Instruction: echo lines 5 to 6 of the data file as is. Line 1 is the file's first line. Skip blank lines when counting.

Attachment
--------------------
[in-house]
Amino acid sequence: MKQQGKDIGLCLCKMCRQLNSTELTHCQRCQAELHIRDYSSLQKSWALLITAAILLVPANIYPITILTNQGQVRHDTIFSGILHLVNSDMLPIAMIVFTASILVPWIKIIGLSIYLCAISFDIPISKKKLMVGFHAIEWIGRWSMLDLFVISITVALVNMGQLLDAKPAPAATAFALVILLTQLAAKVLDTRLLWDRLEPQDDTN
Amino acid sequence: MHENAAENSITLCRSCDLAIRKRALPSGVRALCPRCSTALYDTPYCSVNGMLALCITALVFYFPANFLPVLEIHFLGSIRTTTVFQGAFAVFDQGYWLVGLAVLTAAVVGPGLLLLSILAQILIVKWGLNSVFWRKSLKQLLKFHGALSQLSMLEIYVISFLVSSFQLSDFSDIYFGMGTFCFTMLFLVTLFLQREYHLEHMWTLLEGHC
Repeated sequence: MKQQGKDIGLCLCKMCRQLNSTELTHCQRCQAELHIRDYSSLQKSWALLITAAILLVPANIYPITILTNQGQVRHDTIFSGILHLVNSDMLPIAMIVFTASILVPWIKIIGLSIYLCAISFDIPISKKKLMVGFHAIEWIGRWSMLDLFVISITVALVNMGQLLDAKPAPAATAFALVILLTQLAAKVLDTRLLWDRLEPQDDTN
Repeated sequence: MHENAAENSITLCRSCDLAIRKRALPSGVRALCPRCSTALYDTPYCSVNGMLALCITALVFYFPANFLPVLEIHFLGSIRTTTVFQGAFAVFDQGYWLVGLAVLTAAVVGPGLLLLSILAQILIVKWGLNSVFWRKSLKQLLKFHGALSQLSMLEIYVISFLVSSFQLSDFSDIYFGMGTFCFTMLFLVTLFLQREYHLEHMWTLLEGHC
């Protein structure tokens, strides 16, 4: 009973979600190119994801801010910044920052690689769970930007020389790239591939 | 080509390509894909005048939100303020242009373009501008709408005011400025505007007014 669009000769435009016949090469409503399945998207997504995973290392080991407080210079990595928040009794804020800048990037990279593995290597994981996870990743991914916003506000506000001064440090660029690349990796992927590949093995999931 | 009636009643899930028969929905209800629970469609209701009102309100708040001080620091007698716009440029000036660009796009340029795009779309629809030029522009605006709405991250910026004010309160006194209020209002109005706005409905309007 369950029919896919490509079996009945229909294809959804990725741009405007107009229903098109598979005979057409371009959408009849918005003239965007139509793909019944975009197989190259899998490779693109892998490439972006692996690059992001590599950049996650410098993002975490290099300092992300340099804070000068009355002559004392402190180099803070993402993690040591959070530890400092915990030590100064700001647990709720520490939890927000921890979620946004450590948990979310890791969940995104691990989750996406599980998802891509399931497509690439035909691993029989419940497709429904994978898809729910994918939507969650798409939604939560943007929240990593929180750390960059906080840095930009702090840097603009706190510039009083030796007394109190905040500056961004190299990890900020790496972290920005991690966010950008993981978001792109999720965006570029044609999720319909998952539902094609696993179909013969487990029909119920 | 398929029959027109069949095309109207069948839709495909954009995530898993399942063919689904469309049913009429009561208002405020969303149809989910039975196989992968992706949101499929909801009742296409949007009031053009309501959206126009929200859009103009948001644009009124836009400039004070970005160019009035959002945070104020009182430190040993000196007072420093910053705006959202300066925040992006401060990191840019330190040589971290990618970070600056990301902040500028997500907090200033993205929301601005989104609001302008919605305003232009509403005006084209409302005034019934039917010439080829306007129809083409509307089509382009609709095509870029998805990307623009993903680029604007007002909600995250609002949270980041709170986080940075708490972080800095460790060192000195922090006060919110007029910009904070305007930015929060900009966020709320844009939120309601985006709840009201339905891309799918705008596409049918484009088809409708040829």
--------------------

Repeated sequence: MHENAAENSITLCRSCDLAIRKRALPSGVRALCPRCSTALYDTPYCSVNGMLALCITALVFYFPANFLPVLEIHFLGSIRTTTVFQGAFAVFDQGYWLVGLAVLTAAVVGPGLLLLSILAQILIVKWGLNSVFWRKSLKQLLKFHGALSQLSMLEIYVISFLVSSFQLSDFSDIYFGMGTFCFTMLFLVTLFLQREYHLEHMWTLLEGHC
């Protein structure tokens, strides 16, 4: 009973979600190119994801801010910044920052690689769970930007020389790239591939 | 080509390509894909005048939100303020242009373009501008709408005011400025505007007014 669009000769435009016949090469409503399945998207997504995973290392080991407080210079990595928040009794804020800048990037990279593995290597994981996870990743991914916003506000506000001064440090660029690349990796992927590949093995999931 | 009636009643899930028969929905209800629970469609209701009102309100708040001080620091007698716009440029000036660009796009340029795009779309629809030029522009605006709405991250910026004010309160006194209020209002109005706005409905309007 369950029919896919490509079996009945229909294809959804990725741009405007107009229903098109598979005979057409371009959408009849918005003239965007139509793909019944975009197989190259899998490779693109892998490439972006692996690059992001590599950049996650410098993002975490290099300092992300340099804070000068009355002559004392402190180099803070993402993690040591959070530890400092915990030590100064700001647990709720520490939890927000921890979620946004450590948990979310890791969940995104691990989750996406599980998802891509399931497509690439035909691993029989419940497709429904994978898809729910994918939507969650798409939604939560943007929240990593929180750390960059906080840095930009702090840097603009706190510039009083030796007394109190905040500056961004190299990890900020790496972290920005991690966010950008993981978001792109999720965006570029044609999720319909998952539902094609696993179909013969487990029909119920 | 398929029959027109069949095309109207069948839709495909954009995530898993399942063919689904469309049913009429009561208002405020969303149809989910039975196989992968992706949101499929909801009742296409949007009031053009309501959206126009929200859009103009948001644009009124836009400039004070970005160019009035959002945070104020009182430190040993000196007072420093910053705006959202300066925040992006401060990191840019330190040589971290990618970070600056990301902040500028997500907090200033993205929301601005989104609001302008919605305003232009509403005006084209409302005034019934039917010439080829306007129809083409509307089509382009609709095509870029998805990307623009993903680029604007007002909600995250609002949270980041709170986080940075708490972080800095460790060192000195922090006060919110007029910009904070305007930015929060900009966020709320844009939120309601985006709840009201339905891309799918705008596409049918484009088809409708040829």